Fassionola is the long-lost tropical cocktail syrup that your fruit punch dreams are made of and an essential part of the ORIGINAL Hurricane cocktail. Here’s our easy, tasty, fruit-punchy fassionola recipe!
WHAT IS FASSIONOLA SYRUP?
As far as we can tell red fassionola syrup needs to meet 3 requirements:
- a bright red color
- passionfruit forward
- tastes like fruit punch
So with those criteria in mind, you could make any number of variations from this fassionola syrup recipe. For our syrup recipe, we use strawberries for that bright red syrup look, passion fruit for flavor, and an apple to help bring in more fruity liquid without overpowering the passion fruit. You could also add pineapple or really any other tropical fruit. Just as long as you get something resembling Hawaiian Punch.
The addition of the apple and pomegranate molasses really gives this syrup depth and helps it become more than just a strawberry passion fruit syrup. If you don’t have all of these ingredients, that’s okay! This is a very forgiving recipe and because we are letting the syrup sit for 12-24 hours (ideally 24) whatever flavors you do have will meld together and create a very tasty syrup regardless.
FASSIONOLA SYRUP INGREDIENTS:
Strawberries: We found that using frozen strawberries was best for a few reasons. First, strawberries (and other fruits) are frozen at peak ripeness so you know they taste their best. We also like that when the strawberry thaws it breaks down easier than fresh berries and it releases bright red juice. This all makes the maceration work faster.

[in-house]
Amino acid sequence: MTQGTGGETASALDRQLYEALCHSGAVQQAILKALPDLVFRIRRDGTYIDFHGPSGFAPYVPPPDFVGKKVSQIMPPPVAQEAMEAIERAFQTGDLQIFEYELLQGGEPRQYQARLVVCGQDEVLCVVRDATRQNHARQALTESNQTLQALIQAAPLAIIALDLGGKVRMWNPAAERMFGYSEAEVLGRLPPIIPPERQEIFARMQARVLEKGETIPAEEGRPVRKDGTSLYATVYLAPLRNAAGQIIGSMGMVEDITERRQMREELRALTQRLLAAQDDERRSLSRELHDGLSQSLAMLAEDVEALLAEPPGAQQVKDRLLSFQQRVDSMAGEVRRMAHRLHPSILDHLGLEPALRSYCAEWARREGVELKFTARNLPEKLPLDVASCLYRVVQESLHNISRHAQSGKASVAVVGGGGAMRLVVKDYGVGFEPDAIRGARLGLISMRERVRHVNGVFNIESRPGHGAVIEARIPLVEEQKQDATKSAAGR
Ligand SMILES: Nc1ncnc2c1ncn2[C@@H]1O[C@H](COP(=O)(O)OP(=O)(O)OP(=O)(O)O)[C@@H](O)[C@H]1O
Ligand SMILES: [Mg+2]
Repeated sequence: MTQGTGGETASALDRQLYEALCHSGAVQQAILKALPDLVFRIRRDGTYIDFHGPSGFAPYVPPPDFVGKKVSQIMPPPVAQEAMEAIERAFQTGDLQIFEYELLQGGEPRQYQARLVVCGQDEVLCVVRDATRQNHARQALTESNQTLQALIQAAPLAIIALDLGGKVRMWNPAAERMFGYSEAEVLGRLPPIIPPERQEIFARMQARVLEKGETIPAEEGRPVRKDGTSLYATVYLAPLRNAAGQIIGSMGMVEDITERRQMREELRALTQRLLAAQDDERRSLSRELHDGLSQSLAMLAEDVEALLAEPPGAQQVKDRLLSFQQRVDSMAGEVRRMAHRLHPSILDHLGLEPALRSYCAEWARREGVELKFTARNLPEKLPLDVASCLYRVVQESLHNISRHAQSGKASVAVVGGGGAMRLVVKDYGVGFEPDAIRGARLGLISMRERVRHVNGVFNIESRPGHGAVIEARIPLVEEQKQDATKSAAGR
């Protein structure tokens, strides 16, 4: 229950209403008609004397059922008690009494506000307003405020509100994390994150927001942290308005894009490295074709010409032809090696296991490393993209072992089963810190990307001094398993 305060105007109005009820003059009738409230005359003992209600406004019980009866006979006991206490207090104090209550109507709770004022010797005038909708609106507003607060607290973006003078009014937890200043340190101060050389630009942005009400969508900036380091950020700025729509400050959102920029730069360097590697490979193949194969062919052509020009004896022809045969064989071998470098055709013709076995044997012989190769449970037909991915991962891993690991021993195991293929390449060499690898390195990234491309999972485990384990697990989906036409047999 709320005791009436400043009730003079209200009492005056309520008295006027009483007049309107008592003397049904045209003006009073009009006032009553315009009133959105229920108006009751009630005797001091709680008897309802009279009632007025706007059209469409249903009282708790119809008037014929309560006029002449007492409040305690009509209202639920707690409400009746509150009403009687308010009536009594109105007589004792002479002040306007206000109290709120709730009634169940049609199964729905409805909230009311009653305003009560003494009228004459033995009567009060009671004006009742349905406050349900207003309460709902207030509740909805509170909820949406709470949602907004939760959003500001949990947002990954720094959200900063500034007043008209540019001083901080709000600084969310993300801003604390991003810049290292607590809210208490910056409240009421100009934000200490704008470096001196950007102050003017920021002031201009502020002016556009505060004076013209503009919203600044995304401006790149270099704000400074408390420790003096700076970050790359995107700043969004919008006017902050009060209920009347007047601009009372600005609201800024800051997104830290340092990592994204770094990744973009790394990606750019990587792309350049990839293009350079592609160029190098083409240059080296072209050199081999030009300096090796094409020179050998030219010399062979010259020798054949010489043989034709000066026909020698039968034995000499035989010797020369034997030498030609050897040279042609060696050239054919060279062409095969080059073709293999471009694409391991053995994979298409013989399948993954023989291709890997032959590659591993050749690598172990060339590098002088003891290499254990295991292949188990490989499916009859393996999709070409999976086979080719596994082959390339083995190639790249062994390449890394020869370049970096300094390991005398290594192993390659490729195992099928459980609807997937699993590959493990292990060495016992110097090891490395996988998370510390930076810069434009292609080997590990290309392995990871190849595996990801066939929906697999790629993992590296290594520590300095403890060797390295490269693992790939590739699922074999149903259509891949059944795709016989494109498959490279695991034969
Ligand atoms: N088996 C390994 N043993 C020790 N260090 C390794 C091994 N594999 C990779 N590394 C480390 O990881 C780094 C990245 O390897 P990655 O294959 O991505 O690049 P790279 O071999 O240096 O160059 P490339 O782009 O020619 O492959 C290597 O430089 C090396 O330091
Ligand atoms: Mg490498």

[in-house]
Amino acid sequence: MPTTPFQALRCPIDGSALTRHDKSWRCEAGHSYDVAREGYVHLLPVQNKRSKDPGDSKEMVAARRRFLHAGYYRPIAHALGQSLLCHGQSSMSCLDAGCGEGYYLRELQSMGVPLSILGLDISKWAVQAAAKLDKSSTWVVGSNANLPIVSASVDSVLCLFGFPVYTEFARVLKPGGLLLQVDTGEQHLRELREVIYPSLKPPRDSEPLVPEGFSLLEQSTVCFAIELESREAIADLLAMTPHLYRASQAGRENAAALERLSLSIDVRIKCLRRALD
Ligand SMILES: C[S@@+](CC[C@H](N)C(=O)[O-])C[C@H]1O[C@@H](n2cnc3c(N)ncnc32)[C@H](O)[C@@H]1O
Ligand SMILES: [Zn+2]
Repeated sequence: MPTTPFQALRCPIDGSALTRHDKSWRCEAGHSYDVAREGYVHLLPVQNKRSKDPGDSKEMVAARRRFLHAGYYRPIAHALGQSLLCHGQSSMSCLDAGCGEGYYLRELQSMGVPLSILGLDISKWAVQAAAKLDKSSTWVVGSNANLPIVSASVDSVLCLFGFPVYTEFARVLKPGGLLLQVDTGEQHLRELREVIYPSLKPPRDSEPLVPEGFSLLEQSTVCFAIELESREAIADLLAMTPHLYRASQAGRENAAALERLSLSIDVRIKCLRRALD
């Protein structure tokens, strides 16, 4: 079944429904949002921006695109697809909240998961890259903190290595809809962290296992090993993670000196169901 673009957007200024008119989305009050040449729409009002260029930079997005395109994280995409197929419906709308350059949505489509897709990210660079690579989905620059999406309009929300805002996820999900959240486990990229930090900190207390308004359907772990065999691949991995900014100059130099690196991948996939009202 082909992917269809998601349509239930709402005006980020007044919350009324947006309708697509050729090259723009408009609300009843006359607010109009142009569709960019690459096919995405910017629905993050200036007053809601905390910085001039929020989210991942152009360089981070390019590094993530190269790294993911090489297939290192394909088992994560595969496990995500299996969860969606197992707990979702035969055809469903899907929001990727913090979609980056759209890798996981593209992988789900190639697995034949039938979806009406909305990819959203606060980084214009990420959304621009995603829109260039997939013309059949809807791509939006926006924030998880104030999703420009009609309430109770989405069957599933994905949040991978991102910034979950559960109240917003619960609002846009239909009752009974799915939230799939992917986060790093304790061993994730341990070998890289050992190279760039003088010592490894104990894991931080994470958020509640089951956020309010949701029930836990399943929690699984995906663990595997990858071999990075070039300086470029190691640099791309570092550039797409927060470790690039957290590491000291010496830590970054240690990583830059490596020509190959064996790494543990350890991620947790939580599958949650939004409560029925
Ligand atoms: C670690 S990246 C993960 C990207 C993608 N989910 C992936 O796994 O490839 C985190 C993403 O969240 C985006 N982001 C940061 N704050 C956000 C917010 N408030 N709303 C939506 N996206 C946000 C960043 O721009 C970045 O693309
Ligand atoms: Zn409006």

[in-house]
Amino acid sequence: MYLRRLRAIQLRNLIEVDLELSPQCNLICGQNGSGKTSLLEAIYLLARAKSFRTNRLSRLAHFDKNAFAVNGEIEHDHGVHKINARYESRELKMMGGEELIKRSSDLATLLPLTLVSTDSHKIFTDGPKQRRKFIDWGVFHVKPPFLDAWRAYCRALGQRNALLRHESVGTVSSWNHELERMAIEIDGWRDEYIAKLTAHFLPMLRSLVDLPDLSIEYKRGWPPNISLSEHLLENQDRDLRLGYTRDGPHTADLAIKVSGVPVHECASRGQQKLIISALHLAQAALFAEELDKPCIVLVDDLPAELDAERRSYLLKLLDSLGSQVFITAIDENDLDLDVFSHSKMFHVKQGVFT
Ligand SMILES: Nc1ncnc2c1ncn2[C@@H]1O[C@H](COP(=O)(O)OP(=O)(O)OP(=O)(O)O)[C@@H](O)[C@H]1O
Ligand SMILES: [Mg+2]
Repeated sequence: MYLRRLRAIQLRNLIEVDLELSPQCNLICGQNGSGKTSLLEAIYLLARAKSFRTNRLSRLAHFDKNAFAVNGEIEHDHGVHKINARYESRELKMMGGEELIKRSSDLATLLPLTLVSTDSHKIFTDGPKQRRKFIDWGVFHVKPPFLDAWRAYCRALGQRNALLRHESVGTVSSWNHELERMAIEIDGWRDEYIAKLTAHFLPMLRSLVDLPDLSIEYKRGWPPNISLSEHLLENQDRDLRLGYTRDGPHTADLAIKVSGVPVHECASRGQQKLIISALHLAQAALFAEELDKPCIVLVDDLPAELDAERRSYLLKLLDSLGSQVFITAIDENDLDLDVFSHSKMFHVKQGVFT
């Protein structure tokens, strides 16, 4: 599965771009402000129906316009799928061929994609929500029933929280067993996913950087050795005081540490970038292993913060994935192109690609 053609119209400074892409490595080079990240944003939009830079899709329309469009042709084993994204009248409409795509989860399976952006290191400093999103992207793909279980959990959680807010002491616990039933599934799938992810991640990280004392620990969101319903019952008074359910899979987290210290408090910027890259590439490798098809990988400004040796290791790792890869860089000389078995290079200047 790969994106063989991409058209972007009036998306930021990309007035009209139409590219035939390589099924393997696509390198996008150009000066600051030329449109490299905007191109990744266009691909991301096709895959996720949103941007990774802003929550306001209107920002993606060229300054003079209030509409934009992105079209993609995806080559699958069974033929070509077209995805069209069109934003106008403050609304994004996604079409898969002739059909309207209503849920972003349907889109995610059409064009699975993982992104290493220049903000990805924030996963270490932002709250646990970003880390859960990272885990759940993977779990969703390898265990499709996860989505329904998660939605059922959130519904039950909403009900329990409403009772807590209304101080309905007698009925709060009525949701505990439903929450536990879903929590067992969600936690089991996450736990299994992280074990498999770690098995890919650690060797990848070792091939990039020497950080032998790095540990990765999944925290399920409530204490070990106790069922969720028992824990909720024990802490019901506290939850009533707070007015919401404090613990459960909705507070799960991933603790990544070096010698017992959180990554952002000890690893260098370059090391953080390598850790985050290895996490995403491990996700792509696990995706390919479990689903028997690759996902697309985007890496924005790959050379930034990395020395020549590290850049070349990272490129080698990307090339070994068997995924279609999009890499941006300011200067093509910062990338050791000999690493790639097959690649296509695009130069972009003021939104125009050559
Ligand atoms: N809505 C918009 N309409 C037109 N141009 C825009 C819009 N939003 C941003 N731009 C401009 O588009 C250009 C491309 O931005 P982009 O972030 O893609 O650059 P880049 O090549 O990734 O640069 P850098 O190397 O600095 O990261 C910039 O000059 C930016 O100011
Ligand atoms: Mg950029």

Apple: Apple isn’t the most traditional fassionola ingredient but we used it because we had it. Since our recipe doesn’t call for additional water we added apple to contribute more water without adding too much flavor that might overpower the passionfruit. That said, you could throw in some pineapple instead of apple, which would be incredible. We used a fuji apple but any ole apple will do, a tart granny smith would be amazing.
Passionfruit: We have used about 2 fluid ounces of fresh passionfruit because that’s all we had on hand but you could definitely double the amount of passionfruit because it is the most amazing fruit ever made.
Frozen passionfruit pulp can be found at many grocery stores in the States and we here at Very Good Drinks are big supporters of frozen passionfruit. The frozen passion fruit pulp is a bit more tart than fresh, so you could start with 1/4c (65g) of frozen pulp and add more to taste.
We also have a passionfruit syrup recipe (because we love p-fruit that much).
Pomegranate Molasses: You can find Pomegranate Molasses in just about any international market. You can also find it online* pretty easily. If you’ve got some pomegranate juice laying around, we have a recipe for homemade pom molasses over on our Grenadine recipe.
Sugar: We used natural pure sugar cane but just about any sugar would work. Think white sugar, demerara, etc. For faux sugars like stevia, monk fruit, erythritol, etc. start with half the amount and add more to taste.
Lime: Just some good ole fresh lime. I also like to throw the lime husk in the syrup just for some extra zestiness and complexity. Totally optional.
Macerate: We do not cook this syrup. Instead, we allow the fruit to macerate, meaning the sugar naturally draws the juice out of the fruit to create a syrup. No cooking or added water is necessary.